In a media briefing during the release of the Monetary Authority of Singapore (MAS)’s annual report on yesterday (July 25), MAS’s managing director Ravi Menon admitted that Singapore is guilty of money laundering funds from Malaysia’s 1MDB. Singapore banks like DBS, Standard Chartered and UBS – all three are owned by the Singapore government through GIC or Temasek Holdings – were found to have money laundered part of the US$1 billion fund from Malaysian’s taxpayers.
MAS however refuse to admit it did not do its own due diligence checking the banks, and MAS director Ravi Menon pushed all the blame to the financial institutions:
“There is no doubt that the recent findings have made a dent in our reputation as a clean and trusted financial centre. MAS is disappointed with the lapses in AML/CFT (anti-money laundering/countering financing of terrorism) controls and breaches of AML/CFT regulations that we have picked up in our FIs (financial institutions). What happened is simply unacceptable. We may not be any worse off than other jurisdictions but that is no consolation. We have not met the high standards we have set for ourselves.”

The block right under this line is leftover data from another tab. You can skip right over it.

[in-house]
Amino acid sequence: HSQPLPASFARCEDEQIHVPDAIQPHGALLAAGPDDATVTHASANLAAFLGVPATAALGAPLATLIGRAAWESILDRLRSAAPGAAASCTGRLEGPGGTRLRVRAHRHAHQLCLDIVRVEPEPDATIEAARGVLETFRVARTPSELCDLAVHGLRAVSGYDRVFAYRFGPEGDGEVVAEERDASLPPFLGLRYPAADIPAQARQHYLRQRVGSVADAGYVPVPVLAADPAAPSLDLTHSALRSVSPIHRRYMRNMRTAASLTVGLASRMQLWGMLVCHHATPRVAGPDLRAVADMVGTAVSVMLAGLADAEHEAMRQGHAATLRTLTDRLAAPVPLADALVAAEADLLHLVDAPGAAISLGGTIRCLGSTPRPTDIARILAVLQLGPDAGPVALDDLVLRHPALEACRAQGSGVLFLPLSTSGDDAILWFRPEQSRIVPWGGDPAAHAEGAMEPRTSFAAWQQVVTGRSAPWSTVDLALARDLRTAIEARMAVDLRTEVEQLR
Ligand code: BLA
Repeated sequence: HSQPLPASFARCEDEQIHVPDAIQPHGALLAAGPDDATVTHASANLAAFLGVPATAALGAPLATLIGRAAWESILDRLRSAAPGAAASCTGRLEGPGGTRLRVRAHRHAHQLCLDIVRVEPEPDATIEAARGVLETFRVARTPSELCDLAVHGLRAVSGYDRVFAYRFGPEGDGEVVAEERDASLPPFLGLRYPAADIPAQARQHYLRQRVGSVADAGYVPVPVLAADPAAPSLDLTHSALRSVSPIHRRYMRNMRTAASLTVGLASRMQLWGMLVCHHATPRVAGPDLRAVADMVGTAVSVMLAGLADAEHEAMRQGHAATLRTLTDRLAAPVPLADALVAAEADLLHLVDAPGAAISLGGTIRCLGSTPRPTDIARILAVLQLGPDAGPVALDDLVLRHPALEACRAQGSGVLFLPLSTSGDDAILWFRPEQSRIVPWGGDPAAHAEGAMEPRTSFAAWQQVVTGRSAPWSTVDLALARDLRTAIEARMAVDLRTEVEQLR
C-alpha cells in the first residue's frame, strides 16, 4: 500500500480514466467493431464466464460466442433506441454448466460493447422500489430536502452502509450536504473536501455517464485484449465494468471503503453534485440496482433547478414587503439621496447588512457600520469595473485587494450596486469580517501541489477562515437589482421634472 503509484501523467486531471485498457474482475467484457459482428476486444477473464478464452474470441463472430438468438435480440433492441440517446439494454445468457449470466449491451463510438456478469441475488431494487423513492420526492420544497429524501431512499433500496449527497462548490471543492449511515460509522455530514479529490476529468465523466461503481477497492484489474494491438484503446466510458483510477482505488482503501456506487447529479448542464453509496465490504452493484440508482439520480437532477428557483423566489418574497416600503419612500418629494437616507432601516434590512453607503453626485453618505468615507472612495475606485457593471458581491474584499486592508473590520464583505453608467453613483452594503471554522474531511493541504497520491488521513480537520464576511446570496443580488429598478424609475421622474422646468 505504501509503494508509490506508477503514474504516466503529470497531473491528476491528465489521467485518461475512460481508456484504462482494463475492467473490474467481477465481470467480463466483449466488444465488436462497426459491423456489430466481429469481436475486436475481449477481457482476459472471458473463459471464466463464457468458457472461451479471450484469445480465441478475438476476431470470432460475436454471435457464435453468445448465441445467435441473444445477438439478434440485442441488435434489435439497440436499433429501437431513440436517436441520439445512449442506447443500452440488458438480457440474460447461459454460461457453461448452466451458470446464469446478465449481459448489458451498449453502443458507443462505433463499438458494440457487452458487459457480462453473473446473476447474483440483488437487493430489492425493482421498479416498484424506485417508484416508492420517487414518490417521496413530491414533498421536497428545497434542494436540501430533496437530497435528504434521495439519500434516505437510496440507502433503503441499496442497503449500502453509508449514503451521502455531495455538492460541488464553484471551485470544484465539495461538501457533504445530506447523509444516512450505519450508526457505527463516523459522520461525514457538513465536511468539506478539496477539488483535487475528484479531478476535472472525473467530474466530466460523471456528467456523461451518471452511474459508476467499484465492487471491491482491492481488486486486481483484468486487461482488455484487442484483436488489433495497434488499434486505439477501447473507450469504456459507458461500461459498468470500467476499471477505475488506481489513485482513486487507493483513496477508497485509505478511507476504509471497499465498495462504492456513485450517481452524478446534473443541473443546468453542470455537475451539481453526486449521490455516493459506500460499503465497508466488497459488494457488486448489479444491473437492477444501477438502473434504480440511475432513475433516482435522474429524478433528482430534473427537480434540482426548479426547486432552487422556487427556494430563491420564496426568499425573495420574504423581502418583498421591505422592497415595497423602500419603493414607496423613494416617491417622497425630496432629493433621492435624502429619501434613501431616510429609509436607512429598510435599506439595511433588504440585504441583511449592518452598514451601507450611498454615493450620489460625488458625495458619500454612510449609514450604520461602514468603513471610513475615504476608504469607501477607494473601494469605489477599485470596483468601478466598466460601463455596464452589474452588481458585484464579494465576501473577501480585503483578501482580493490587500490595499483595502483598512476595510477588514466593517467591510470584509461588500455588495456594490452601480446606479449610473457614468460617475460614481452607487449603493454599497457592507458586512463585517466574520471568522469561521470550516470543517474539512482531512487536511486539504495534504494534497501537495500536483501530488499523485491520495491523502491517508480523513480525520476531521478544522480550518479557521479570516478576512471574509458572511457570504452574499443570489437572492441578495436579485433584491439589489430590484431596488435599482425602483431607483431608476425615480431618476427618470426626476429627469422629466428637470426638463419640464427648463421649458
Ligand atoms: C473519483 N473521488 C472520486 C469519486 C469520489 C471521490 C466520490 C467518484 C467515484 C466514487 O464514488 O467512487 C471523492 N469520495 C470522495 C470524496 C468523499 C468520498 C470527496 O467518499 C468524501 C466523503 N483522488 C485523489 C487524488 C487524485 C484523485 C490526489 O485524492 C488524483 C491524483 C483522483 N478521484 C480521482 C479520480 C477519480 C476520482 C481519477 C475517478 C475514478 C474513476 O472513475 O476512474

The discovery of multiple money laundering activities in Singapore were started only after Wall Street Journal found evidence of money laundering in Malaysia’s 1MDB fund. The Singapore government, MAS and the banks either feigned ignorance of the matter or did not enforce checks of their own.
Also mentioned at the briefing is the recent Indonesia’s tax amnesty programme, MAS director Ravi Menon took a potshot at Indonesia saying that the programme is unlikely to lead to a large outflow of funds for Singapore.
Singapore is an infamous worldwide as a tax haven like Cayman Islands, where rich foreigners would park their wealth in Singapore to avoid paying taxes. Australia’s coal giant BHP Billiton is one such multi-national company guilty of tax evasion in Australia by setting up satellite companies in Singapore.